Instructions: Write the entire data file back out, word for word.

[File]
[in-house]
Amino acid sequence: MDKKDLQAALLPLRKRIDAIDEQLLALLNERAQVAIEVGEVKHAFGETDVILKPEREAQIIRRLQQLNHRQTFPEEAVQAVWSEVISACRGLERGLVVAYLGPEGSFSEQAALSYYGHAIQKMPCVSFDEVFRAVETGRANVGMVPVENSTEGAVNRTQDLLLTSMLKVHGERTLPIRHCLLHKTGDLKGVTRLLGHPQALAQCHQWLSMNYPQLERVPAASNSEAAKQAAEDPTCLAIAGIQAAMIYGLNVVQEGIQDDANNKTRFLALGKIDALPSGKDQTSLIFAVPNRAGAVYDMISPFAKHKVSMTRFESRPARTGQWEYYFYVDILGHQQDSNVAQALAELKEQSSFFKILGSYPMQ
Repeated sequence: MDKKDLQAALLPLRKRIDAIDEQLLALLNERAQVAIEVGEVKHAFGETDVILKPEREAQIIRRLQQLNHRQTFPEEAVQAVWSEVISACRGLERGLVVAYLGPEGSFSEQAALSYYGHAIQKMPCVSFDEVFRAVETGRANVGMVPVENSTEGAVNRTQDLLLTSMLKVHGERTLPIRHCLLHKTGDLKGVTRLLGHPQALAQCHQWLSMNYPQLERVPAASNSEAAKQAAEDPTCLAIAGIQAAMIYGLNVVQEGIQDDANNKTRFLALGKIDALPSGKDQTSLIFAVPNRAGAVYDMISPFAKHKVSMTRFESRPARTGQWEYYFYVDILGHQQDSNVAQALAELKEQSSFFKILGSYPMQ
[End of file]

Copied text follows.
[in-house]
Amino acid sequence: MDKKDLQAALLPLRKRIDAIDEQLLALLNERAQVAIEVGEVKHAFGETDVILKPEREAQIIRRLQQLNHRQTFPEEAVQAVWSEVISACRGLERGLVVAYLGPEGSFSEQAALSYYGHAIQKMPCVSFDEVFRAVETGRANVGMVPVENSTEGAVNRTQDLLLTSMLKVHGERTLPIRHCLLHKTGDLKGVTRLLGHPQALAQCHQWLSMNYPQLERVPAASNSEAAKQAAEDPTCLAIAGIQAAMIYGLNVVQEGIQDDANNKTRFLALGKIDALPSGKDQTSLIFAVPNRAGAVYDMISPFAKHKVSMTRFESRPARTGQWEYYFYVDILGHQQDSNVAQALAELKEQSSFFKILGSYPMQ
Repeated sequence: MDKKDLQAALLPLRKRIDAIDEQLLALLNERAQVAIEVGEVKHAFGETDVILKPEREAQIIRRLQQLNHRQTFPEEAVQAVWSEVISACRGLERGLVVAYLGPEGSFSEQAALSYYGHAIQKMPCVSFDEVFRAVETGRANVGMVPVENSTEGAVNRTQDLLLTSMLKVHGERTLPIRHCLLHKTGDLKGVTRLLGHPQALAQCHQWLSMNYPQLERVPAASNSEAAKQAAEDPTCLAIAGIQAAMIYGLNVVQEGIQDDANNKTRFLALGKIDALPSGKDQTSLIFAVPNRAGAVYDMISPFAKHKVSMTRFESRPARTGQWEYYFYVDILGHQQDSNVAQALAELKEQSSFFKILGSYPMQ